22 July 2014
South African delegates made an impassioned plea for Durban to be named host of the 2022 Games at the Commonwealth Games Federation’s general assembly in Glasgow, Scotland on Monday.
The South African coastal city is up against Edmonton, Canada for the honour, which will be decided at a vote to be conducted in Auckland, New Zealand in September 2015.
The South African delegation included Sport Minister Fikile Mbalula, South African Sports Confederation and Olympic Committee (Sascoc) president Gideon Sam, Sascoc CEO Tubby Reddy, and Vuzi Mazibuko, head of sport for the City of Durban.
‘It’s Africa’s turn’
They addressed the gathering and presented a slick video which featured former South African President Nelson Mandela and concluded with the message: “It’s Africa’s turn to host its sons and dauhters for the first time on home soil, in the city where Nelson Mandela chose to cast his first vote. Let Durban be the first African city to host the Commonwealth Games.”
The South African delegation focused on the country’s proven record in hosting major sports events, including the Fifa World Cup, ICC Cricket World Cup and IRB Rugby World Cup.
Sport was also touted as a powerful tool of unification in the country.
National Development Plan
“We’ve gone through the fire to get here, and the [National Development Plan] requires sport to make the contribution to build South Africa into the giant on the continent of Africa,” Sam said in his address.
“We’re bold enough to say that South Africa can host any event. We’ve shown that to the United Nations and the International Olympic Committee. We can say it is Africa’s turn.”
‘Infrastructure and capacity’
Reddy told the general assembly: “We’ve shown that we have the investment, infrastructure and capacity to deliver world-class events. It’s our turn, but … we don’t want you to give it to us because it’s our turn. We will do a quality job,” Reddy promised.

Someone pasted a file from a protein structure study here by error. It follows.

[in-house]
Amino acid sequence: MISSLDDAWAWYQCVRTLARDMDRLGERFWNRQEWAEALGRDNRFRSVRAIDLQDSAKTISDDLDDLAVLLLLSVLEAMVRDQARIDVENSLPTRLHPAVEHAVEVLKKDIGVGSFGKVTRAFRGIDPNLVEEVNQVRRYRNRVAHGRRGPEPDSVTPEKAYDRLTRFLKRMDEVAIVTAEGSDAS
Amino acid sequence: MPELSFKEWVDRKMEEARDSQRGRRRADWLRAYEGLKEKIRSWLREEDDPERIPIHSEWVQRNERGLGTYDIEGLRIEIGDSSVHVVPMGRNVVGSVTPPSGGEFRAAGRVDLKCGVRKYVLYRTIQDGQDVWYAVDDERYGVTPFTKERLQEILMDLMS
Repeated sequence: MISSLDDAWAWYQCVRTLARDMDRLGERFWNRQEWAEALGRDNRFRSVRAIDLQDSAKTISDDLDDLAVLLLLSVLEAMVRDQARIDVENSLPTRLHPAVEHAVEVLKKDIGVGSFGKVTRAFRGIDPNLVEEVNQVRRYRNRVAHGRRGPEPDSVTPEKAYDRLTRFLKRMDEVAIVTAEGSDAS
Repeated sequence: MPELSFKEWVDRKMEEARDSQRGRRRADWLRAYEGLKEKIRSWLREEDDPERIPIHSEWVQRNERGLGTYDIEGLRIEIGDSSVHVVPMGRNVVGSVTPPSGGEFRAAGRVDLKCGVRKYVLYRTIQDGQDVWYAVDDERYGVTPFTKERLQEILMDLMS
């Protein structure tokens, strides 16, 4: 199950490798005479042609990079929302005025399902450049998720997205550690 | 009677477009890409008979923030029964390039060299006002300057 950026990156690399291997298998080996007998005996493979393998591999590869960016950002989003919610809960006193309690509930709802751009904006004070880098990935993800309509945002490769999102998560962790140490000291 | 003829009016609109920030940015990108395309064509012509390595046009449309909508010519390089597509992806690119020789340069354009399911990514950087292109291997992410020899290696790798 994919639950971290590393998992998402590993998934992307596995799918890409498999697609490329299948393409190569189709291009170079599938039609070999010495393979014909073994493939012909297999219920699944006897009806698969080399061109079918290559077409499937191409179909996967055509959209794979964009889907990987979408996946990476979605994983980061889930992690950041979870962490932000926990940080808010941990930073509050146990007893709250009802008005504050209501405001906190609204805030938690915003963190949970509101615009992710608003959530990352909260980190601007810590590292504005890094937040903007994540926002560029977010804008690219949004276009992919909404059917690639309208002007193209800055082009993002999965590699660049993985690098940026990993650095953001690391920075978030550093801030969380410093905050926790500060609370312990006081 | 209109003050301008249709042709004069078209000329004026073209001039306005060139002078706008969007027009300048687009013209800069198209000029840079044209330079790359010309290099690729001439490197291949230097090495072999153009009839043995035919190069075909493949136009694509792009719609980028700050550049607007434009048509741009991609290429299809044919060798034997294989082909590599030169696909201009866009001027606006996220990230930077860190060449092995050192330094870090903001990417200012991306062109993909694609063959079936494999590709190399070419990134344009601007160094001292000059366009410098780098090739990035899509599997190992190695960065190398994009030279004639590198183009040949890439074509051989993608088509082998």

Mbalula said the South African government was fully behind Durban’s bid. “We guarantee the government will play its part in hosting the most successful sporting event in South Africa,” he said.
“The Commonwealth Games to us are important Games in terms of what we seek to achieve collectively over the years. It’s our turn as the African continent.
“If you give [the Games] to Africa, we guarantee you our 102 percent commitment in making it successful. Do it for Africa,” he concluded.
Edmonton took a more low-key approach to its address, with Commonwealth Games Canada president Andrew Pipe telling the delegates that it was not the time to make the bid.
“You have a lot of time between now and next year and we have a lot of time to tell you about our bid,” The Edmonton Sun quoted him as saying.
“The time now is for Glasgow. From my perspective, the most important thing I can do is introduce you to the person who will be leading the Edmonton 2022 Commonwealth Games bid,” he said, before introducing Canadian city’s only speaker, Chairman Reg Milley.
“We’re in Glasgow to listen. We’re here to learn,” Milley said.